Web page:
The most recent downturn in the real estate market is not a new phenomenon. Just like the economy, real estate has always been cyclical. There have been several instances in history where debt flooded the market and drove up real estate development cost and pricing overall. Aside from the current real estate crash we are pulling out of, many people remember the crash of the late eighties and early nineties – The “Savings and Loan (S&L) Crisis” or “RTC (Resolution Trust Corporation) Days” as it is known.
Not dissimilar to the current real estate downturn, the crash of the late eighties was caused by loose banking regulations and over-leverage. Our recovery out of the modern-day crash however, is different.
In 1989 the Government created the Resolution Trust Corporation (“RTC”) to liquidate primarily real estate related assets that had become insolvent as a result of the Savings and Loan (“S&L”) Crisis. The idea was to take over the bad loans, get them off the books, by selling at huge discounts to help clean up the cycle quicker. Astute investors who acted on this opportunity snatched up good assets at heavily discounted prices (sometimes at ten to thirty cents on the dollar). We have all heard or know someone who “made a killing” in the RTC days.
Just as riches were amassed by keen investors in the 80’s crash, the recession of 2008 brought similar opportunities to cash-laden investors and Real Estate Funds. As in every distressed situation, a great opportunity awaits. Investors and Funds licked their chops while stock-piling their cash. They are - “Keeping the powder dry” while waiting for “the other shoe to drop.” Just like these ever present clichés we waited for the banks and lenders “pretending and extending” to be over. Well, it’s been over for years now and the market is still eagerly waiting.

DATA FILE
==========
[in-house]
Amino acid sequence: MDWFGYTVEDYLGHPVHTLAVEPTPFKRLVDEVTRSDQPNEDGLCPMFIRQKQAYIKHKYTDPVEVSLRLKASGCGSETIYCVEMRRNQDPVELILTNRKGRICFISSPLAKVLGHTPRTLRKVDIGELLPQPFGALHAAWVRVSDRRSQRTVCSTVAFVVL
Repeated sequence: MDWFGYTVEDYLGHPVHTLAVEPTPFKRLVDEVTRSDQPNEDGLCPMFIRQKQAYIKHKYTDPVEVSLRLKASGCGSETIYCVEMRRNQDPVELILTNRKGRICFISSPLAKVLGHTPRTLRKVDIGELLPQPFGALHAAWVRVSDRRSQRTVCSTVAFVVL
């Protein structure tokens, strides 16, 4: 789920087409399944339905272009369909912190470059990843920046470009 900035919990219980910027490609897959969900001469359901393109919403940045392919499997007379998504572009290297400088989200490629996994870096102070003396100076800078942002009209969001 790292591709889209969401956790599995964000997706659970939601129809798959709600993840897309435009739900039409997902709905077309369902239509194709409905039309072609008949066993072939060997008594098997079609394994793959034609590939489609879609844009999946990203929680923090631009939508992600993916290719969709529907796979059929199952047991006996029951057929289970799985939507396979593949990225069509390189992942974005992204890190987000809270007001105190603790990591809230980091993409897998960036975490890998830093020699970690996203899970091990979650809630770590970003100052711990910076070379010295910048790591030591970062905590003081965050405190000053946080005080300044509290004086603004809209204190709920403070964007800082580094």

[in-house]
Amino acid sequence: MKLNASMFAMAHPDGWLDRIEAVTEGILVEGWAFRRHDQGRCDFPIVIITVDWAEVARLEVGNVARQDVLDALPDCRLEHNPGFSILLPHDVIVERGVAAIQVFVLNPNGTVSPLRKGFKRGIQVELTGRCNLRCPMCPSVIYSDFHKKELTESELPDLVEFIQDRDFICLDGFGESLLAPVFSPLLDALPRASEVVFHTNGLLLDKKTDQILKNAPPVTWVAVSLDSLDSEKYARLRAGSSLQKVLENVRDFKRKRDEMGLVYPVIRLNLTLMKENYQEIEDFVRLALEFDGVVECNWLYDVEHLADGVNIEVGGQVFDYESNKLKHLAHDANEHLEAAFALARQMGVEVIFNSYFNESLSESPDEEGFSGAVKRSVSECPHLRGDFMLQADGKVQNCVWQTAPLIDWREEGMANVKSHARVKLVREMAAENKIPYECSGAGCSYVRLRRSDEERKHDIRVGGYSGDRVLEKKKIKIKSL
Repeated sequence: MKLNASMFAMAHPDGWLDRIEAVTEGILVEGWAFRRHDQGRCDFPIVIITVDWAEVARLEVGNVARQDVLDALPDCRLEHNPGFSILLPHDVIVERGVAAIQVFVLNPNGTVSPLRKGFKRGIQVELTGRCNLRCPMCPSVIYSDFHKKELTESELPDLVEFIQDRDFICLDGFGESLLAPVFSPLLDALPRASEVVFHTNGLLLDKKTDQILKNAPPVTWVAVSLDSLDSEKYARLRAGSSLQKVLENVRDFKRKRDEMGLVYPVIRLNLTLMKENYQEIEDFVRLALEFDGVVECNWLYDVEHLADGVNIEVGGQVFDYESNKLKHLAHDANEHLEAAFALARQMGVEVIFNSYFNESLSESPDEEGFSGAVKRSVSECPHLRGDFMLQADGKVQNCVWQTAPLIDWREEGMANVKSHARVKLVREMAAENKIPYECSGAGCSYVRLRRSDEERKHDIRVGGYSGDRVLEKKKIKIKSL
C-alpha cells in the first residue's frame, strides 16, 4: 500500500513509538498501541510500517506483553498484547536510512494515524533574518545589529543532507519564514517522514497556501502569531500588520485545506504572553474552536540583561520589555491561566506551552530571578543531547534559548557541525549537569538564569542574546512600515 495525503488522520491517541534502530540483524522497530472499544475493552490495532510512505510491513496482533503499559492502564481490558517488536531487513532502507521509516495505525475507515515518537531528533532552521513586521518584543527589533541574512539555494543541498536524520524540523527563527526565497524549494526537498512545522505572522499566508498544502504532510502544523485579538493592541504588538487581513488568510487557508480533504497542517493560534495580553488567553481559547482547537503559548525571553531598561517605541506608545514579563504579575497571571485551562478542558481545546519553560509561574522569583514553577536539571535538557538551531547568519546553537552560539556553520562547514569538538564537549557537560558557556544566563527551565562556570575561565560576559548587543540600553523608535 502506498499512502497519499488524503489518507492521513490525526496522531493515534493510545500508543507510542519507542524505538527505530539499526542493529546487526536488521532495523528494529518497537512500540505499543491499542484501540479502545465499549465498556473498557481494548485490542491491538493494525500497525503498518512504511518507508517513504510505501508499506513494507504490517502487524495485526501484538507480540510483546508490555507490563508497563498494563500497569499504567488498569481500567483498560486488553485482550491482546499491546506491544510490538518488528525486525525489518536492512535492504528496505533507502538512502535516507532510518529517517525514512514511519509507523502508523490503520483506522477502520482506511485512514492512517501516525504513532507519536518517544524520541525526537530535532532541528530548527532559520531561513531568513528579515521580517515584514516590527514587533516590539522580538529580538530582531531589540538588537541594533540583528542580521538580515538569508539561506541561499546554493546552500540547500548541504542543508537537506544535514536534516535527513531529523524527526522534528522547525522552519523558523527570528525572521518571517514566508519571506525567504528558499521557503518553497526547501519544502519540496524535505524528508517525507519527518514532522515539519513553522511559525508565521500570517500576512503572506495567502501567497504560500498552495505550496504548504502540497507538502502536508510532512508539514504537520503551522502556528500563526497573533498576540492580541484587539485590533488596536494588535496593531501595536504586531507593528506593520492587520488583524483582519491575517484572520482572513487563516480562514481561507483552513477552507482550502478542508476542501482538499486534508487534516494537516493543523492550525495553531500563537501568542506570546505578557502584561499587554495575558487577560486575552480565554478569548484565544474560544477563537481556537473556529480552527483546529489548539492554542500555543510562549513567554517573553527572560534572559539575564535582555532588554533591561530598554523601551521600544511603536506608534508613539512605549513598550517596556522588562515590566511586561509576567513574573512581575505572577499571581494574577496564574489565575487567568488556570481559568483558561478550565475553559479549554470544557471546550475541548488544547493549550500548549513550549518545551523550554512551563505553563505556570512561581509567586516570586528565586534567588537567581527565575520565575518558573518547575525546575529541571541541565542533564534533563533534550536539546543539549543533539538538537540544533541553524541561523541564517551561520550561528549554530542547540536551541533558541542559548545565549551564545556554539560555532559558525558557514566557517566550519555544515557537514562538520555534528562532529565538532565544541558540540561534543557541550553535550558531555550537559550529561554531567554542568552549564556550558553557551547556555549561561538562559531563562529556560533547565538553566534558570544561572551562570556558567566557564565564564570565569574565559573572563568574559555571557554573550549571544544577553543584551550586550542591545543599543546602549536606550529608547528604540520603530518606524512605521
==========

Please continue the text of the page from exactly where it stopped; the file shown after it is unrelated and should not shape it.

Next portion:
While there have been opportunities for investors to capitalize on the current downturn, it has not been as widespread and prevalent as expected. This time, the Government has been more calculated in the liquidation although not necessarily more efficient. The “pretend and extend” and “Quantitative Easing” has allowed banks and borrowers time for the economy to improve resulting in improved real estate fundamentals. The Fed’s stringent limits on Banks’ abilities to lend have curbed the widespread appetite and/or capacity for the market to develop and purchase new CRE assets. This has allowed more time for the over-supply to get absorbed before new inventory floods the market.
Now is the Time – “ALL OF OUR TIME IS NOT MEASURED EQUALLY”
The Pretend and Extend era’s demise is on the near horizon. According to the Mortgage Bankers Association, an estimated $800 Billion to $1.2 Trillion of the commercial real estate loans originated at the top of the market will be coming due in the next 5 years. It is predicted that more than one-third of these borrowers will be unable to pay off or refinance these loans. This fact will finally force Banks and Special Servicers holding these loans to liquidate and clean up their books.